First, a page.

Just a week after its launch, the Singapore Exchange’s $8.3bn takeover offer for the Australian Stock Exchange is looking increasingly unlikely to be consummated, amid rising nationalist sentiment in Australia.
As the two exchanges ponder the bleak prospect of months of regulatory debate followed by rejection, supporters of exchange consolidation are consoling themselves with the reflection that the bid has at least put the issue on the table.
However, almost no one in the region thinks anything much is likely to happen in the short term, given that the SGX bid does nothing to dilute the enormous cultural, political, legal and geographical differences that have kept Asian exchanges apart.
The agreed offer is the fourth largest on record for a securities exchange, according to Thomson Reuters, and the first attempt to merge two major bourses in the Asia Pacific region. Crucially, though, the deal is dependent on both regulatory and political approval in Australia.
The key difficulty is that a ceiling of 15 per cent on individual share ownership of the ASX can only be lifted by a parliamentary order, potentially forcing the Labor government to try to ram unpopular legislation through a parliament in which it does not have a majority.
Much of the criticism is centred on the Singapore government’s ownership of a 23.5 per cent non-voting stake in the SGX, which is administered by Temasek, the island state’s national investment agency.
Amid a torrent of criticism of Singapore’s political system and civil rights record, Temasek was on Monday prompted to issue a statement to the Australian media denying that it takes its orders from the government, or that it gives orders to the Singapore Exchange.
In spite of the furore, some financial markets experts say the deal remains a logical pairing, and that it will encourage other exchanges to forge alliances as they seek to gain scale to compete with growing competition from alternative trading platforms such as Chi-X Global.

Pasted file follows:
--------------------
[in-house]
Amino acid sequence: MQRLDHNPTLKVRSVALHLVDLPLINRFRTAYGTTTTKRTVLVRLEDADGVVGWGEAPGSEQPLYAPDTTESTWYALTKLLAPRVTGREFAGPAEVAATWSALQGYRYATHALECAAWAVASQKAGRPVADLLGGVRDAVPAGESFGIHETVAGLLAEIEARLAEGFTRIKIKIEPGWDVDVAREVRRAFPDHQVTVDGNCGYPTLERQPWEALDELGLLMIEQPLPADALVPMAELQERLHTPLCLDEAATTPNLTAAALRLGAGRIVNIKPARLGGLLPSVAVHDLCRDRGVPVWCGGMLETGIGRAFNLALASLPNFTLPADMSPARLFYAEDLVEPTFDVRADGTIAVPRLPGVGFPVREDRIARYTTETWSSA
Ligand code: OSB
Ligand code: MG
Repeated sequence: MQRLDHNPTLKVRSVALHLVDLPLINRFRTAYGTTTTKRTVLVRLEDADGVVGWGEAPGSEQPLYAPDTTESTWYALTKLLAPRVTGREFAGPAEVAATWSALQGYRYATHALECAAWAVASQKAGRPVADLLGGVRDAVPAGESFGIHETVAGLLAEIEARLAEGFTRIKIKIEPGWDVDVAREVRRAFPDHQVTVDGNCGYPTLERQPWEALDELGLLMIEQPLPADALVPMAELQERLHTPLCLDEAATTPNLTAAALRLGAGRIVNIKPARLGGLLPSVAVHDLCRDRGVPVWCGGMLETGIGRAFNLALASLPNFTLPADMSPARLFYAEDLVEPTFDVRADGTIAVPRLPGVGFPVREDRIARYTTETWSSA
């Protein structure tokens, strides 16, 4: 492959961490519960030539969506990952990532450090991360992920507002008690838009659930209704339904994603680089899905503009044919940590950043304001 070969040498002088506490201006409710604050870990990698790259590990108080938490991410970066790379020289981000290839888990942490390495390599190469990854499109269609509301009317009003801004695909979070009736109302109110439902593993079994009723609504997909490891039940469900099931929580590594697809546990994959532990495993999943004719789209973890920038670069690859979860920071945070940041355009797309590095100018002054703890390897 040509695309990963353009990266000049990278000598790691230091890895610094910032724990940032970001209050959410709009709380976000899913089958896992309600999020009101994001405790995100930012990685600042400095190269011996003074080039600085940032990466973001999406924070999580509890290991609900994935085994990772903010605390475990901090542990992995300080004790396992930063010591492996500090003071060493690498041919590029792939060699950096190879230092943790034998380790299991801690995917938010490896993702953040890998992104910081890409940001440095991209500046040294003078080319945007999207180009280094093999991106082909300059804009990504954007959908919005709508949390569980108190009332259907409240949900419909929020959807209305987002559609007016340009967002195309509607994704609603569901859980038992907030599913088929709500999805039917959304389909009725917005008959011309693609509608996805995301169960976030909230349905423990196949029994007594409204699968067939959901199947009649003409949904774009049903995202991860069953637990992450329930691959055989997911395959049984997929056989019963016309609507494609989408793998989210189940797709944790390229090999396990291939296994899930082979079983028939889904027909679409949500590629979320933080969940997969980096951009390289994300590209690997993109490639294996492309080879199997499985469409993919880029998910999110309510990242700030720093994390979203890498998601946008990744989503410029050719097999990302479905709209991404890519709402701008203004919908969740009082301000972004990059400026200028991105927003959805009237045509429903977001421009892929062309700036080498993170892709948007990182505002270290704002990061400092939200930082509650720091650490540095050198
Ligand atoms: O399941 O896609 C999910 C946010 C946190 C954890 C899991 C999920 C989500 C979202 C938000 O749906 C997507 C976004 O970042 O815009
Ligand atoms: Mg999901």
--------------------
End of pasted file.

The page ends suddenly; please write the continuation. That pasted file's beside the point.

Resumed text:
“With consolidation in the execution space occurring in both Europe and the US it is inevitable that Asia is following too,” says Simmy Grewal, an analyst at the US based Aite Group, which specialises in markets and trading issues.
One point being made behind the scenes is that the consolidation process in Europe was catalysed by a failed merger between Germany’s Deutsche Börse and the London Stock Exchange, which was followed by several failed tilts at the LSE by Nasdaq, the US exchange.
A senior Asian financial regulator, speaking unattributably, says the failed offers paved the way for later deals that eventually created cross-border giants such as NYSE Euronext and Nasdaq OMX. The SGX bid could have a similar impact in Asia, even if it collapses, by demonstrating that such mergers are not impossible, he says.
However, it remains unclear how the SGX bid would contribute to this process in practice, given the continuing uncertainties about how it would pool capital while retaining two discrete exchanges quoting stocks separately in different currencies.
Srikanth Vadlamani, analyst at Nomura in Singapore, says there is little indication that the merged entity would be able to capture market share from other Asian exchanges, particularly Hong Kong, the market leader.
“For institutional investors, access to both these markets is already pretty easy, and we see little incremental benefit,” says Mr Vadlamani. “It may indeed make it easier for retail investors to access the other market, but we do not think retail investors are a material part of the cross-border investment base.”
Attempts to follow the SGX model would be hampered by similar obstacles to those that protect the ASX, including government ownership or regulations restricting foreign ownership. Hong Kong, for example, is likely to be off limits for bidders because individual shareholders are limited to 5 per cent holdings.
Even where exchanges can be acquired, the financial problems are substantial. Alexander Yavorsky, a senior analyst at Moody’s, says the SGX offer “heightens the urgency” for exchanges, but rules out large-scale acquisitions because of the high valuations of Asian exchanges.
These make stock-based deals highly dilutive for existing shareholders, he says, while debt financed deals would in many cases take acquirers beyond their borrowing capacity, potentially leading to ratings downgrades that would damage their clearing franchises.
That leaves a variety of more limited arrangements on the table for any exchanges that are interested in cross-border arrangements, including the kind of minority equity links that the SGX has established with both the Tokyo Stock Exchange and the Bombay Stock Exchange.
None of these has yielded significant synergies, but they are much easier to achieve than more extensive deals that challenge the Asia Pacific view of stock exchanges as symbols of national sovereignty.
Niki Beattie, managing director of Market Structure Partners, a consultancy, says consolidation may happen among exchanges within the larger Asian countries, but is unlikely across national borders for the time being.
“The smaller Asian markets – Malaysia, Thailand – will be concerned as they are likely to see Singapore as their greatest opportunity to do a deal in the region, but I think they are still too disparate,” she says.
“Maybe they will start to explore some joint ventures and harmonisation in the face of a deal like this, but I don’t see a great rash of consolidation.”
Additional reporting by Jeremy Grant
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